The Affordable Clean Energy Rule (ACE) provides a plan for states to make realistic assessments and upgrade their power plants with clean technologies so that they can operate in a more environmentally friendly manner. ACE refocuses the Environmental Protection Agency (EPA) on sound science, transparency, supply diversity, and the rule of law, rather than bureaucratic overreach and politics. Obama’s Clean Power Plan, which ACE replaces, was never implemented. The United States Supreme Court stopped the rule, partly due to claims from over half the states that they would suffer “irreparable injury” without intervention. The stay on implementation was an extraordinary step for the Supreme Court, which many Court-watchers at the time said indicated displeasure with a vast rule with enormous consequences.
Affordable Clean Energy Rule
On June 19, 2019, EPA issued ACE, replacing the Obama administration’s Clean Power Plan with a rule that establishes emission guidelines for states to use when developing plans to limit carbon dioxide at their coal-fired electric generating units. ACE regulates the electric industry on a plant-by-plant basis, allowing older plants to keep operating as they adopt improved, more-efficient technology. The new plan removes the federal government’s power to set emissions-reduction targets across the industry, regulating only “inside the fence line of” each plant. It creates a menu of technological options the plants can choose from to boost efficiency, using less coal to generate the same amount of electricity. States have the authority to design plans for power plants within their borders, with three years to develop and submit the plans to the EPA for approval.
More specifically, ACE establishes heat rate improvement—a measure of the amount of energy required to generate a unit of electricity—as the best system of emissions reduction for carbon dioxide from coal-fired generating units. ACE provides six “candidate technologies:”
• Neural Network/Intelligent Sootblowers
• Boiler Feed Pumps
• Air Heater and Duct Leakage Control
• Variable Frequency Drives
• Blade Path Upgrade (Steam Turbine)
• Redesign/Replace Economizer
ACE does not set a specific target for the power sector to reduce carbon dioxide emissions, giving states the authority to write their own plans for reducing carbon dioxide at individual plants. The Trump EPA estimates that carbon dioxide emissions would be reduced through both market forces and ACE by as much as 35 percent below 2005 levels in 2030, which is similar to reduction estimates calculated by Obama’s EPA for the Clean Power Plan. Trump’s EPA estimates ACE will directly reduce carbon dioxide emissions by 11 million metric tons by 2030—a 0.7 percent reduction compared to no regulation. There would also be benefits from reducing sulfur dioxide, nitrogen oxide, particulate matter, and mercury emissions, which are already controlled by other regulations and have been declining rapidly.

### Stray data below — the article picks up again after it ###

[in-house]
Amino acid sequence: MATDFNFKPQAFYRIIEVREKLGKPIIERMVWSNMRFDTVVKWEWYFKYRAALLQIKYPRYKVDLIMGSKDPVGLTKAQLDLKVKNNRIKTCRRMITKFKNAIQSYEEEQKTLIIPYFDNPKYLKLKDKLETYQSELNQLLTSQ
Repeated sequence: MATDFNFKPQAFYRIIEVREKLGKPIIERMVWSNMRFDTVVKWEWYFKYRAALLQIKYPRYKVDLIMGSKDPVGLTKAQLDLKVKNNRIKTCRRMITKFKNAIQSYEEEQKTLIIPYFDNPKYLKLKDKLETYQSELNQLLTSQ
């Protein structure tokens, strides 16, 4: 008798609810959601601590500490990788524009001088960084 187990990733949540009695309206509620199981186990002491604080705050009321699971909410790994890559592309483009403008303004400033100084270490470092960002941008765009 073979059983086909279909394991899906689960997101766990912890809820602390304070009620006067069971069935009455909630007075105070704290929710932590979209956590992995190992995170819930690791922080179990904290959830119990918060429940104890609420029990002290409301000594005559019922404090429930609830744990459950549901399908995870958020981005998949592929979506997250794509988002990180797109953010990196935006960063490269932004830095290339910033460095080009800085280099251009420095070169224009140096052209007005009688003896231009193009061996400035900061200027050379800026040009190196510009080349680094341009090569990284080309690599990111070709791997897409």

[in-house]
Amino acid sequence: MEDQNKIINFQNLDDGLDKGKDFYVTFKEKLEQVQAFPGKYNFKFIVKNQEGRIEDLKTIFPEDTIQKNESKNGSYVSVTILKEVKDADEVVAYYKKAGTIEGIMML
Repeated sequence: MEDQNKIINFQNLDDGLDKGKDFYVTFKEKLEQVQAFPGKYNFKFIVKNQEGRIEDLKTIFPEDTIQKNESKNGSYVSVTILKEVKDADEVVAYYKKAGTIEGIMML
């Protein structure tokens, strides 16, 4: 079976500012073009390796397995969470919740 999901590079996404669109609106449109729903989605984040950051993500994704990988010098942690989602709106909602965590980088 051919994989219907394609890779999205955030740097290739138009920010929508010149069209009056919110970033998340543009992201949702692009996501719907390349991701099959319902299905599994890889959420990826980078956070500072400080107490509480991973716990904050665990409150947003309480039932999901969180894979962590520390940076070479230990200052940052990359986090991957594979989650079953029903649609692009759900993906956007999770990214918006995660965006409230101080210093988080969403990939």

EPA Finalizes the Affordable Clean Energy Rule, Replacing Clean Power Plan
By T.L. Headley, American Coal Council
MORGANTOWN, WV — Brian Anderson, Ph.D., was recently named the new director of the Department of Energy’s National Energy Technology Laboratory (NETL). U.S. Department of Energy (DOE) Assistant Secretary for Fossil Energy Steven Winberg made the announcement of Anderson’s appointment November 11, 2018.
Anderson’s move was only a mile-and-a-half down the street. He comes to NETL from West Virginia University (WVU), where he served as director of the university’s Energy Institute.
“Dr. Anderson’s extensive experience and knowledge in engineering and science is extraordinary. As the only national laboratory that is fully owned and operated by the Department of Energy, I am confident the National Energy Technology Laboratory will continue to make strides in advancing coal, natural gas, oil and other energy technologies under his leadership,” said U.S. Secretary of Energy Rick Perry.
Meet Dr. Brian Anderson – NETL’s New Director
By TERRY JARRETT
The controversy continues over the Environmental Protection Agency’s (EPA) years-long attempt to regulate carbon dioxide (CO2) emissions from coal-fired power plants. The question is, can the agency’s latest effort withstand legal scrutiny?
The EPA’s quest to regulate CO2 emissions from coal plants began with the Obama administration’s Climate Action Plan to address climate change. In 2015, the EPA rolled out the Clean Power Plan (CPP) with much fanfare. The CPP was an ambitious plan to reduce carbon emissions from power plants 32 percent by 2030.
Almost immediately, the CPP generated a host of legal concerns, including that it overturned decades of agency precedent and dramatically exceeded the EPA’s authority under the Clean Air Act. There are 150 entities – including 27 states – that have filed 15 lawsuits challenging the CPP. The CPP was of such dubious legality that the United States Supreme Court took the unprecedented step of staying implementation of the rule while the court cases were pending. As a result, the CPP never took effect.
Donald Trump became President in January 2017. During the campaign, he had promised to end the war on coal. One of his targets was repealing the CPP.